Athens is a city in and the county seat of Limestone County, in the U.S. state of Alabama; it is included in the Huntsville-Decatur-Albertville, AL Combined Statistical Area. As of the 2010 census, the population of the city is 21,897.
Founded in 1818 by John Coffee, Robert Beaty, John D. Carroll, and John Read, Athens is one of the oldest incorporated cities in the state, having been incorporated one year prior to the state's admittance to the Union in 1819. Limestone County was also created by an act of the Alabama Territorial Legislature in 1818. The town was first called Athenson, but was incorporated as Athens after the ancient city in Greece. The town's first mayor was Samuel Tanner, and the Tanner area, south of Athens, was named on his behalf.
The Athens area was the home of William Wyatt Bibb, the first governor of Alabama, and its second governor, his brother Thomas Bibb, who succeeded him in office when he died in a fall from his horse.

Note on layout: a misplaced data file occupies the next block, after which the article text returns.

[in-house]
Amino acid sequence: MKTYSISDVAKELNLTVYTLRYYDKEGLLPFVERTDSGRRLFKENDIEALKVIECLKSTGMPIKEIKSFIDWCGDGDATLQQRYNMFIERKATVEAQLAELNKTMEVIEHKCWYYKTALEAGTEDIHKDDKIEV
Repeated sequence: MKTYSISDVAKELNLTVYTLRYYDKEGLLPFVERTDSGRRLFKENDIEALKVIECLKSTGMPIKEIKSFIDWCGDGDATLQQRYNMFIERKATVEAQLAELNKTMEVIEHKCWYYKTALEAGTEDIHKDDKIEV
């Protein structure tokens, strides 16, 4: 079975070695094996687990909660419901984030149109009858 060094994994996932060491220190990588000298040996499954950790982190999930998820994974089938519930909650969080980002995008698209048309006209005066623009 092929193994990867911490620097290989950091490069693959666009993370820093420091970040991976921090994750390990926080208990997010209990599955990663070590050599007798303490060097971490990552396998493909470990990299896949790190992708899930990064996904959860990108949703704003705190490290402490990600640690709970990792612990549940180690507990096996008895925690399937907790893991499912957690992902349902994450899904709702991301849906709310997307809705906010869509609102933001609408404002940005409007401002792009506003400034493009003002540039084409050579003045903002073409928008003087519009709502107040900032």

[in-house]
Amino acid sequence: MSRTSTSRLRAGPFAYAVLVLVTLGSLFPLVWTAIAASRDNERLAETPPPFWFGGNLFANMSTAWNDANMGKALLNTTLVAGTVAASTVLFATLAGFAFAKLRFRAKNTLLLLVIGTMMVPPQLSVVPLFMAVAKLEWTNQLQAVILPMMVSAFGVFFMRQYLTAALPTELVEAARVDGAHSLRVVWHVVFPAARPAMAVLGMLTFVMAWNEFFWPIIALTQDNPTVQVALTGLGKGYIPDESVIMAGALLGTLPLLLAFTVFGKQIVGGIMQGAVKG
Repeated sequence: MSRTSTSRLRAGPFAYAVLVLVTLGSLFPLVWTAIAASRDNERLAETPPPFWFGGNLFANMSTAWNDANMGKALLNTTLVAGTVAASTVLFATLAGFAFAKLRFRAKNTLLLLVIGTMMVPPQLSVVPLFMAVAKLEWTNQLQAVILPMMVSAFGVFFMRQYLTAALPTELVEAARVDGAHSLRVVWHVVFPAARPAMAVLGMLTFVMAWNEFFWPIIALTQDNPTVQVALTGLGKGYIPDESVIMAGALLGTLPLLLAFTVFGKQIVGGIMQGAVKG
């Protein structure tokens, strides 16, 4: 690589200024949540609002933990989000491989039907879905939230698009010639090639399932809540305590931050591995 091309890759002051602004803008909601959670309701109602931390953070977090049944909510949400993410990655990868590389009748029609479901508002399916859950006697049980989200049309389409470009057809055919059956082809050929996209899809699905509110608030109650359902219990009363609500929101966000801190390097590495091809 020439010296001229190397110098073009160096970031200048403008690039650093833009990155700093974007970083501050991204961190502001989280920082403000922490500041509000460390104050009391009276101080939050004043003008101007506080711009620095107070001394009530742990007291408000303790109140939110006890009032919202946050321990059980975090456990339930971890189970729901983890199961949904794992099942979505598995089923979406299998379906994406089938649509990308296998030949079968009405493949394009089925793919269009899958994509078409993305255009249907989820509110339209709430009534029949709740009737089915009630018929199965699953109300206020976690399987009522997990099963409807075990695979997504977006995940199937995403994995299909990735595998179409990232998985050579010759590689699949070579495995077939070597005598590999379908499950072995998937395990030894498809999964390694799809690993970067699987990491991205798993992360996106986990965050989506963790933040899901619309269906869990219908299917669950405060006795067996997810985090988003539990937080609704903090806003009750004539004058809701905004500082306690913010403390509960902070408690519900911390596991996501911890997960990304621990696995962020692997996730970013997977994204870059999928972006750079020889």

In 1822, local residents purchased 5 acres (20,000 m2) of land and constructed a building to house the Athens Female Academy. The school became affiliated with the Methodist church in 1842, and was eventually renamed Athens Female College. After becoming coeducational in 1932, the school changed its name again to Athens College. After being taken over by the State of Alabama in 1974, the college was converted to a “reverse junior college,” offering the last two years of instruction for graduates of area community colleges. It is today known as Athens State University.
Many homes in the central part of modern Athens date to the antebellum period, and are part of historic preservation districts.
On May 2, 1862, during the Civil War, Athens was seized by Union forces under the command of Col.